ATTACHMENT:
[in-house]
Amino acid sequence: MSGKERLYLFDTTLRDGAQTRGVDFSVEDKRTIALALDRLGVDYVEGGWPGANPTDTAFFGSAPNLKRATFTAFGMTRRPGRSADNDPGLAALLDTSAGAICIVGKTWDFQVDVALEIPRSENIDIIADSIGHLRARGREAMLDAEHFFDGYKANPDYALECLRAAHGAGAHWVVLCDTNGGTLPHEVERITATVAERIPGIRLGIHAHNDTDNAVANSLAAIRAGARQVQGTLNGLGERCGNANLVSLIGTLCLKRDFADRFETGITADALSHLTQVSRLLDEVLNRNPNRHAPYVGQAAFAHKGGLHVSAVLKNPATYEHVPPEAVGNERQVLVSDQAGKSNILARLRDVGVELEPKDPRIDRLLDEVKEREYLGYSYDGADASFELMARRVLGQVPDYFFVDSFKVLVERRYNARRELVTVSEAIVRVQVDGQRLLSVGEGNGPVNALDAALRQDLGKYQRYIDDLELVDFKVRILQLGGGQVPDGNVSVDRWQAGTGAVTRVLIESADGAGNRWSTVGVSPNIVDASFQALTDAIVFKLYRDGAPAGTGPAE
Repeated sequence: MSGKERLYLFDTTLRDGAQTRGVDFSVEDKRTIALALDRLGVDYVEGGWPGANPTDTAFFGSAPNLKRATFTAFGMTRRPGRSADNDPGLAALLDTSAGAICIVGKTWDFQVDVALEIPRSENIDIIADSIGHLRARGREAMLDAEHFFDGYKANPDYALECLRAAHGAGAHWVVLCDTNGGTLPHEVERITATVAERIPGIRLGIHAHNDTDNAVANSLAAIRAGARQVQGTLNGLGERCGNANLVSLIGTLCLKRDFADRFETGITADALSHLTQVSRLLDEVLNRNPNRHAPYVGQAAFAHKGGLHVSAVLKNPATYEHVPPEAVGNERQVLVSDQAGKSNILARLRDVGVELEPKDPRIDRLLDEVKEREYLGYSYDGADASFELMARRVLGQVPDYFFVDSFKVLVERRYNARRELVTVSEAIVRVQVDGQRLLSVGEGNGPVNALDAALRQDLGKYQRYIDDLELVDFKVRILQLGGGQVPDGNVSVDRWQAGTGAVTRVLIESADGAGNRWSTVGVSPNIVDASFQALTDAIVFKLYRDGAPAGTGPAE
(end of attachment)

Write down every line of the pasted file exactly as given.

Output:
[in-house]
Amino acid sequence: MSGKERLYLFDTTLRDGAQTRGVDFSVEDKRTIALALDRLGVDYVEGGWPGANPTDTAFFGSAPNLKRATFTAFGMTRRPGRSADNDPGLAALLDTSAGAICIVGKTWDFQVDVALEIPRSENIDIIADSIGHLRARGREAMLDAEHFFDGYKANPDYALECLRAAHGAGAHWVVLCDTNGGTLPHEVERITATVAERIPGIRLGIHAHNDTDNAVANSLAAIRAGARQVQGTLNGLGERCGNANLVSLIGTLCLKRDFADRFETGITADALSHLTQVSRLLDEVLNRNPNRHAPYVGQAAFAHKGGLHVSAVLKNPATYEHVPPEAVGNERQVLVSDQAGKSNILARLRDVGVELEPKDPRIDRLLDEVKEREYLGYSYDGADASFELMARRVLGQVPDYFFVDSFKVLVERRYNARRELVTVSEAIVRVQVDGQRLLSVGEGNGPVNALDAALRQDLGKYQRYIDDLELVDFKVRILQLGGGQVPDGNVSVDRWQAGTGAVTRVLIESADGAGNRWSTVGVSPNIVDASFQALTDAIVFKLYRDGAPAGTGPAE
Repeated sequence: MSGKERLYLFDTTLRDGAQTRGVDFSVEDKRTIALALDRLGVDYVEGGWPGANPTDTAFFGSAPNLKRATFTAFGMTRRPGRSADNDPGLAALLDTSAGAICIVGKTWDFQVDVALEIPRSENIDIIADSIGHLRARGREAMLDAEHFFDGYKANPDYALECLRAAHGAGAHWVVLCDTNGGTLPHEVERITATVAERIPGIRLGIHAHNDTDNAVANSLAAIRAGARQVQGTLNGLGERCGNANLVSLIGTLCLKRDFADRFETGITADALSHLTQVSRLLDEVLNRNPNRHAPYVGQAAFAHKGGLHVSAVLKNPATYEHVPPEAVGNERQVLVSDQAGKSNILARLRDVGVELEPKDPRIDRLLDEVKEREYLGYSYDGADASFELMARRVLGQVPDYFFVDSFKVLVERRYNARRELVTVSEAIVRVQVDGQRLLSVGEGNGPVNALDAALRQDLGKYQRYIDDLELVDFKVRILQLGGGQVPDGNVSVDRWQAGTGAVTRVLIESADGAGNRWSTVGVSPNIVDASFQALTDAIVFKLYRDGAPAGTGPAE